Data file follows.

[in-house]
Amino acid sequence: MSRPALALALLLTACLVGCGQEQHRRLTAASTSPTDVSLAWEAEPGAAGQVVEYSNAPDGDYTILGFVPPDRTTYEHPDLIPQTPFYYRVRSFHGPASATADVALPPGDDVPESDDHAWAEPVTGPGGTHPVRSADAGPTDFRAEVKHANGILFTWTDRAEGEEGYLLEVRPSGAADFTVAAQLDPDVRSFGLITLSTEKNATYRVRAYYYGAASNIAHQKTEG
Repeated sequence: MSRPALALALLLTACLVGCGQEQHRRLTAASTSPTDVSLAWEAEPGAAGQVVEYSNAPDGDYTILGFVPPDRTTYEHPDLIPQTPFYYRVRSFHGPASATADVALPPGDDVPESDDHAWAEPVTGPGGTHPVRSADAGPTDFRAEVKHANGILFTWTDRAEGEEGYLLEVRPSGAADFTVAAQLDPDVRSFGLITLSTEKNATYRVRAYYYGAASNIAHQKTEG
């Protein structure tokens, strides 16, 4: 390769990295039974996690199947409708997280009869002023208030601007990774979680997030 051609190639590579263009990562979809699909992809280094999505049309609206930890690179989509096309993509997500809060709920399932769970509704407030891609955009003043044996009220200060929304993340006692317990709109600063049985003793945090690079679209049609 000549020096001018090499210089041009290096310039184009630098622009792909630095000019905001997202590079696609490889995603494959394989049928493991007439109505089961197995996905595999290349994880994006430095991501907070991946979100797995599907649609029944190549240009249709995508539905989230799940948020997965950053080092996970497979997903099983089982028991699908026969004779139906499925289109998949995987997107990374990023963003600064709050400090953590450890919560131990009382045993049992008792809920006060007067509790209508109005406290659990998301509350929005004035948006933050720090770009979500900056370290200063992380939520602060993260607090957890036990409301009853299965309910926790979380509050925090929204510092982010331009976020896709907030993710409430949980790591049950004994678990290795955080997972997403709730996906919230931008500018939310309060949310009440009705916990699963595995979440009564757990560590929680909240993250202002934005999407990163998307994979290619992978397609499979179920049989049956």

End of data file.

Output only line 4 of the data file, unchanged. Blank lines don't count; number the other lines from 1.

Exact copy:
């Protein structure tokens, strides 16, 4: 390769990295039974996690199947409708997280009869002023208030601007990774979680997030 051609190639590579263009990562979809699909992809280094999505049309609206930890690179989509096309993509997500809060709920399932769970509704407030891609955009003043044996009220200060929304993340006692317990709109600063049985003793945090690079679209049609 000549020096001018090499210089041009290096310039184009630098622009792909630095000019905001997202590079696609490889995603494959394989049928493991007439109505089961197995996905595999290349994880994006430095991501907070991946979100797995599907649609029944190549240009249709995508539905989230799940948020997965950053080092996970497979997903099983089982028991699908026969004779139906499925289109998949995987997107990374990023963003600064709050400090953590450890919560131990009382045993049992008792809920006060007067509790209508109005406290659990998301509350929005004035948006933050720090770009979500900056370290200063992380939520602060993260607090957890036990409301009853299965309910926790979380509050925090929204510092982010331009976020896709907030993710409430949980790591049950004994678990290795955080997972997403709730996906919230931008500018939310309060949310009440009705916990699963595995979440009564757990560590929680909240993250202002934005999407990163998307994979290619992978397609499979179920049989049956």